I’ve been to so many cities where the big deal ought to be that they have a beach. Yet, very often, this beach is just some sandy dump on the shores where you don’t wanna walk barefoot out of fear of cutting your feet on the broken beer bottles left from the night before. This is definitely not the case in Barcelona where the beaches are wide and clean and very enjoyable. The city beach La Barceloneta is located just a short walk east of the Plaça Portal de la Pau.

Especially during the summer months, spending at least a couple of hours relaxing on the beach can be a fantastically rejuvenating experience in between all the sightseeing.

As the Platja de la Barceloneta is easily accessible either by walking or by public transport, it is also the perfect spot for a sundowner after a long day spent chasing art’n’culture.

Parc de la Ciutadella

For many years, the Parc de la Ciutadella was the only public park in Barcelona. Its architect Josep Fontserè i Mestre adopted the design of Jardin du Luxembourg in Paris. Inaugurated in 1881, it hosted the World Exhibition in 1888.

The park’s most prominent feature is a monumental waterfall. Although Josep Fontserè designed the construction, the hydraulic part was incumbent upon Antoni Gaudí.

Waterfountain at the Parc de Ciutadella in Barcelona.
The iconic fountain. (Photo: Bernard GagnonCiutadella Park fountainCC BY-SA 3.0)

On the site is not only the Catalonian Parliament but also the Museum of Natural Sciences as well as the city’s zoo. However, a visit to the greenery is also a joy for all you culture vultures since you’ll stumble upon a fantastic number of sculptures while strolling through the park.

Of the park’s ten entrances, the two monumental gates on the Paseo de Pujades and the Paseo de Picasso stand out. Arguably, they were created by Josep Fontserè’s assistant, the then still young Antoni Gaudí.

The Parc de la Ciutadella is open daily from 10 a.m. to 10.30 p.m.

From the park’s northern border, it’s only a short 10-minute walk to the restaurant where you’ll enjoy lunch.

Morning Activities

The significance of Antoni Gaudi for Barcelona is already reflected in the fact that of nine UNESCO World Heritage Sites around the city, he designed seven. So what better way of hiding from the Catalonian rain than visiting two of his most celebrated constructions? Both are within walking distance from the Hotel HCC St. Moritz* as well as from each other.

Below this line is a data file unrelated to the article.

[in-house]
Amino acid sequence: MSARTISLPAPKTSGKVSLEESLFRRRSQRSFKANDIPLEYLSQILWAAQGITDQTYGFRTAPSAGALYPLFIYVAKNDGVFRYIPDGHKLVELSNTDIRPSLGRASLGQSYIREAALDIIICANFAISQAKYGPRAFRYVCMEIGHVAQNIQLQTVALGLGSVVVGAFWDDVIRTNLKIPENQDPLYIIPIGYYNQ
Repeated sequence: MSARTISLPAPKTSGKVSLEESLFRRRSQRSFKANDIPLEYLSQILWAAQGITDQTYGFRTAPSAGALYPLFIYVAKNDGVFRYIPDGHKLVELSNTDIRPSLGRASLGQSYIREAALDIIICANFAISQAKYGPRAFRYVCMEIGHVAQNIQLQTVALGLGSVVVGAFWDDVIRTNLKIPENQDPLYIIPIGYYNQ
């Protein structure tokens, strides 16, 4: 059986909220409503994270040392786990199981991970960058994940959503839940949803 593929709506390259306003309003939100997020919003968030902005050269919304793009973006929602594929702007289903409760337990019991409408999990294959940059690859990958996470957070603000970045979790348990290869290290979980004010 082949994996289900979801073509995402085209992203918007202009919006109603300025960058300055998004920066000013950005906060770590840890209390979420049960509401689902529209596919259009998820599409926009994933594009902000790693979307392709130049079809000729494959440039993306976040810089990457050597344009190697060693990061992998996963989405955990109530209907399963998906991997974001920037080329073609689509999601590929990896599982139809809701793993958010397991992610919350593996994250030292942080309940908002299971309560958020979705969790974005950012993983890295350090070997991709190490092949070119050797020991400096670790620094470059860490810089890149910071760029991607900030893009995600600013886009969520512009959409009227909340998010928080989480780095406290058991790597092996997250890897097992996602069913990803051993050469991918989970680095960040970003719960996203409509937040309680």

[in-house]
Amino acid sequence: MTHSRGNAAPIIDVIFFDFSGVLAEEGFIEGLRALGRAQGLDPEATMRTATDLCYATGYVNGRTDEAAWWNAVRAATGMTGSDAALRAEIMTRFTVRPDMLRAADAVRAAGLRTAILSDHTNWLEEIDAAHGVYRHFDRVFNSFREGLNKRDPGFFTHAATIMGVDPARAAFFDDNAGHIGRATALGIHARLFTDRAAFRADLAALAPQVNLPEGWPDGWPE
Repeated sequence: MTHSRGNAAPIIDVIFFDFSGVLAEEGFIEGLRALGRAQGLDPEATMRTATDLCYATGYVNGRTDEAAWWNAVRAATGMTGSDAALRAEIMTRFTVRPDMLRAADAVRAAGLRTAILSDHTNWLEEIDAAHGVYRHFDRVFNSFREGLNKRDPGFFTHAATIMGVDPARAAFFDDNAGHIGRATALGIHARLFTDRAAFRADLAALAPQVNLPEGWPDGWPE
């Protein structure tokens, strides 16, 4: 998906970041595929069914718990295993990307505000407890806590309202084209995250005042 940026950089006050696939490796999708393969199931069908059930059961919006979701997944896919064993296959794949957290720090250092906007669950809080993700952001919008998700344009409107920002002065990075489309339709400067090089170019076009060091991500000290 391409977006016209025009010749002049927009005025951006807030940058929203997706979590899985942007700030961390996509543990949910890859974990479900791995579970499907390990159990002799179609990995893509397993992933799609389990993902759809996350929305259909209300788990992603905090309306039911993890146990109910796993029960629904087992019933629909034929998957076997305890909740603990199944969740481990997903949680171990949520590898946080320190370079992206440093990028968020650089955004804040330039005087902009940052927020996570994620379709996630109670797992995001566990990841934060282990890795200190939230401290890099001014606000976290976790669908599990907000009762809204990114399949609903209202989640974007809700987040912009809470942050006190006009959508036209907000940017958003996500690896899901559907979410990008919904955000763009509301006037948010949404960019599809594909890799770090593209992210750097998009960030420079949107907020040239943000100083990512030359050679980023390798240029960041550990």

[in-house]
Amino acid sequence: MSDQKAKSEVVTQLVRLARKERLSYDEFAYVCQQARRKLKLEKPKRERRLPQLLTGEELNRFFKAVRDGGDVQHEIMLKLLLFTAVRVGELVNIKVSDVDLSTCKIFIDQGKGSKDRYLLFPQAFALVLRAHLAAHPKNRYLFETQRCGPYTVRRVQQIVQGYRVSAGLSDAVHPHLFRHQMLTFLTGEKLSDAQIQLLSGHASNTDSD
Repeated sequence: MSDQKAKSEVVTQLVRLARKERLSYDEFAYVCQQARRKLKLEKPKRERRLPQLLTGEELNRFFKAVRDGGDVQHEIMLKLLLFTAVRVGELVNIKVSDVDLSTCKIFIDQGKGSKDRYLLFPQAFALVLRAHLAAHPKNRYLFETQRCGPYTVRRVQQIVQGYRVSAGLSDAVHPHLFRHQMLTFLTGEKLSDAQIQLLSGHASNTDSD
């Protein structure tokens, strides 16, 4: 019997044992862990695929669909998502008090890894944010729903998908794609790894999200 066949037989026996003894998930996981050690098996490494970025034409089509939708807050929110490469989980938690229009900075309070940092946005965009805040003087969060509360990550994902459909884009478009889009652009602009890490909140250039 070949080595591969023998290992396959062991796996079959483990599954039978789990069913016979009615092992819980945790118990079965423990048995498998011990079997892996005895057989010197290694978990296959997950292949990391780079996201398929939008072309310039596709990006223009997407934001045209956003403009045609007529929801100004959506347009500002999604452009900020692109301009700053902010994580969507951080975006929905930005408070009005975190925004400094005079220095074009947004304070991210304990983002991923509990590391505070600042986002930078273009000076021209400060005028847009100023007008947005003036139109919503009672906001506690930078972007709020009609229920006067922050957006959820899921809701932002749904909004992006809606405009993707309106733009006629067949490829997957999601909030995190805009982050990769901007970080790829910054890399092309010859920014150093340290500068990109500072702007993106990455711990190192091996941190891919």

Casa Batlló

Casa Batlló is a residential and commercial building on Passeig de Gracia 43. Named after its commissioner, it is considered one of the city’s architectural highlights.

The textile manufacturer Josep Batlló i Casanovas commissioned the remodeling of his mansion in the modernist style from 1904 to 1906. To create this mesmerizing work, Gaudí cooperated with other talented architects and sculptors.

Casa Batlló in Barcelona
You can clearly see the dragon’s skin on Casa Batlló’s roof.

The colorful façade tells the legend of Saint George, the patron saint of Catalonia. Here they call him Sant Jordi.

The roof represents the dragon that Saint George fights. The cross on the roof stands for his lance. The wrought-iron balconies portray skulls, and the gallery on the first floor represents the dragon’s mouth.

The Bernat family, the founders of Chupa Chups, currently own Casa Batlló. Part of the building including the foyer, the bel étage, the stairwell, the attic, the roof, and the backyard are open to touristy visits.

Casa Batlló is one of Barcelona’s main tourist attractions, therefore, you should definitely consider a visit despite the incredibly expensive entrance fee of 39 €uros. Also, making an online reservation is highly recommended. Casa Batlló is open every day from 9 a.m. to 8 p.m.

Casa Milà

Antoni Gaudí designed this architectural marvel for the Milà family between 1906 and 1912. The building is a concrete and iron construction. Three inner courtyards provide the rooms with sufficient light and fresh air. Natural lighting was rather unusual at that time. All stately rooms face the street or the largest courtyard. The servants’ and utility rooms face the two inner courtyards.

Chimneys of the Casa Mila
Those chimneys look like Buddha and his disciples.

A well-thought-out system grants perfect natural ventilation. The walls in each apartment can be adjusted individually. After all, instead of the walls, columns are bearing the load.

I think that everyone will agree that the so-called Pedrera’s strongest suit is the roof. Up there, functionality meets beauty. The visitor walks through a bizarre landscape of stairwells, ventilation towers, and chimneys. Some of the chimneys are freestanding while others are grouped in batches of three or four.

You can visit Casa Milà every day from 9 a.m. to 6.30 p.m. and from 7 p.m. to 10 p.m. for the night tours. General admission is 25 €uros for the standard visit. The night tours start at 35 €uros. You’ll find many more visiting options on their website.

If you want to spare more time for Gaudí’s marvels, there are combi tickets that include also other buildings such as the Casa Batlló, the Palau Güell, and of course the Sagrada Família. Also, you get small discounts with most tourist passes such as the Ruta del Modernisme.